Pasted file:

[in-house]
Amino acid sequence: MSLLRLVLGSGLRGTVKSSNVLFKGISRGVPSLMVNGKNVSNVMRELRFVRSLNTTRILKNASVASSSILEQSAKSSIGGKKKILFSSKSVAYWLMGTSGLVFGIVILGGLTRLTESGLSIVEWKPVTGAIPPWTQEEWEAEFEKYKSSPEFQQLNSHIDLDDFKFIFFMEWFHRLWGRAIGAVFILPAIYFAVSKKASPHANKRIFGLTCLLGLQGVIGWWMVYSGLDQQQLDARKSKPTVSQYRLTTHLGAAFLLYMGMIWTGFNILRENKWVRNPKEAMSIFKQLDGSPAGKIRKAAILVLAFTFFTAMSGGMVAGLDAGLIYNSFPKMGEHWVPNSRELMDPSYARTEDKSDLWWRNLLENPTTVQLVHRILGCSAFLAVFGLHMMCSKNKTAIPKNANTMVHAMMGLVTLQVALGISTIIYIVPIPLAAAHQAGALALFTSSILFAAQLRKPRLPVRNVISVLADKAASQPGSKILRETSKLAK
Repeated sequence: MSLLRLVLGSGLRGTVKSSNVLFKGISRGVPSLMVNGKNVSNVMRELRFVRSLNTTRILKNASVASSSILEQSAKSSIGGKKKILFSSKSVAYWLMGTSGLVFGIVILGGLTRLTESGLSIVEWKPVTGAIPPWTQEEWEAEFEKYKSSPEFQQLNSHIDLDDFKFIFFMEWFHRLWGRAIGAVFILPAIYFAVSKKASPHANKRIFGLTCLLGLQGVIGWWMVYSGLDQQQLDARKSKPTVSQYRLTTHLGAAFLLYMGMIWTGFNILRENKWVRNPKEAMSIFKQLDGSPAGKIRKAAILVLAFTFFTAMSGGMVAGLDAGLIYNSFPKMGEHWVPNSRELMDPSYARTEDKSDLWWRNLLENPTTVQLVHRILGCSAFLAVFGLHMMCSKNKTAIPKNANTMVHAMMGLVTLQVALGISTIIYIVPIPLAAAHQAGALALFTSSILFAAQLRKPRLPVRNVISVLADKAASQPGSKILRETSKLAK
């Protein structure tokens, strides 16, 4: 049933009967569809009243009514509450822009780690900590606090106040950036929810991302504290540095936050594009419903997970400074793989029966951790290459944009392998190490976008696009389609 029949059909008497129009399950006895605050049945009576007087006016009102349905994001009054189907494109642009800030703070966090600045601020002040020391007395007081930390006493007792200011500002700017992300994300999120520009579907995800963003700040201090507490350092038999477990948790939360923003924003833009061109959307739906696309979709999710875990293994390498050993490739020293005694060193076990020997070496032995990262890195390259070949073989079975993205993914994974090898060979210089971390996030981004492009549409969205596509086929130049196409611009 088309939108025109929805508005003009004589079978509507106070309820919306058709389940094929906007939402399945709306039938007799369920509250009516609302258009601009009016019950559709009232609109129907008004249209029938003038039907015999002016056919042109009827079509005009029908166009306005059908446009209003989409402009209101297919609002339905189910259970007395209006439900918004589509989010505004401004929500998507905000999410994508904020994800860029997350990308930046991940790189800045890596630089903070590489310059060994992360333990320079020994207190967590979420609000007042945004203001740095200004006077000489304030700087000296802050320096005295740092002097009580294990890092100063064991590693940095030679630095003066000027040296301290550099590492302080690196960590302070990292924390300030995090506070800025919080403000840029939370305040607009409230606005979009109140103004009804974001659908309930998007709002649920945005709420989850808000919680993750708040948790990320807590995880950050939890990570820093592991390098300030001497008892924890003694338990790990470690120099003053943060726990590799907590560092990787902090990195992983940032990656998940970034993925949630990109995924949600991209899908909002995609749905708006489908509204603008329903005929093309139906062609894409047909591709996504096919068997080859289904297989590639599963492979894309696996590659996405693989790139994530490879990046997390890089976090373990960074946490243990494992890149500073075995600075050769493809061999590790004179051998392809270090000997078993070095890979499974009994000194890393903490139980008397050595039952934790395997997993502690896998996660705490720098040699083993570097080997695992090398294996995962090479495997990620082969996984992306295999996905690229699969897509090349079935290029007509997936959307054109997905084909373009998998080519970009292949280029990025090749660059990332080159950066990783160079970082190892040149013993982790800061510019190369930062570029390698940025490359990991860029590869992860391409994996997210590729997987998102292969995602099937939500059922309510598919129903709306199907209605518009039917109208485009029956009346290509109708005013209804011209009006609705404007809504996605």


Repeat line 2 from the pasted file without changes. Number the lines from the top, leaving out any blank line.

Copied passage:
Amino acid sequence: MSLLRLVLGSGLRGTVKSSNVLFKGISRGVPSLMVNGKNVSNVMRELRFVRSLNTTRILKNASVASSSILEQSAKSSIGGKKKILFSSKSVAYWLMGTSGLVFGIVILGGLTRLTESGLSIVEWKPVTGAIPPWTQEEWEAEFEKYKSSPEFQQLNSHIDLDDFKFIFFMEWFHRLWGRAIGAVFILPAIYFAVSKKASPHANKRIFGLTCLLGLQGVIGWWMVYSGLDQQQLDARKSKPTVSQYRLTTHLGAAFLLYMGMIWTGFNILRENKWVRNPKEAMSIFKQLDGSPAGKIRKAAILVLAFTFFTAMSGGMVAGLDAGLIYNSFPKMGEHWVPNSRELMDPSYARTEDKSDLWWRNLLENPTTVQLVHRILGCSAFLAVFGLHMMCSKNKTAIPKNANTMVHAMMGLVTLQVALGISTIIYIVPIPLAAAHQAGALALFTSSILFAAQLRKPRLPVRNVISVLADKAASQPGSKILRETSKLAK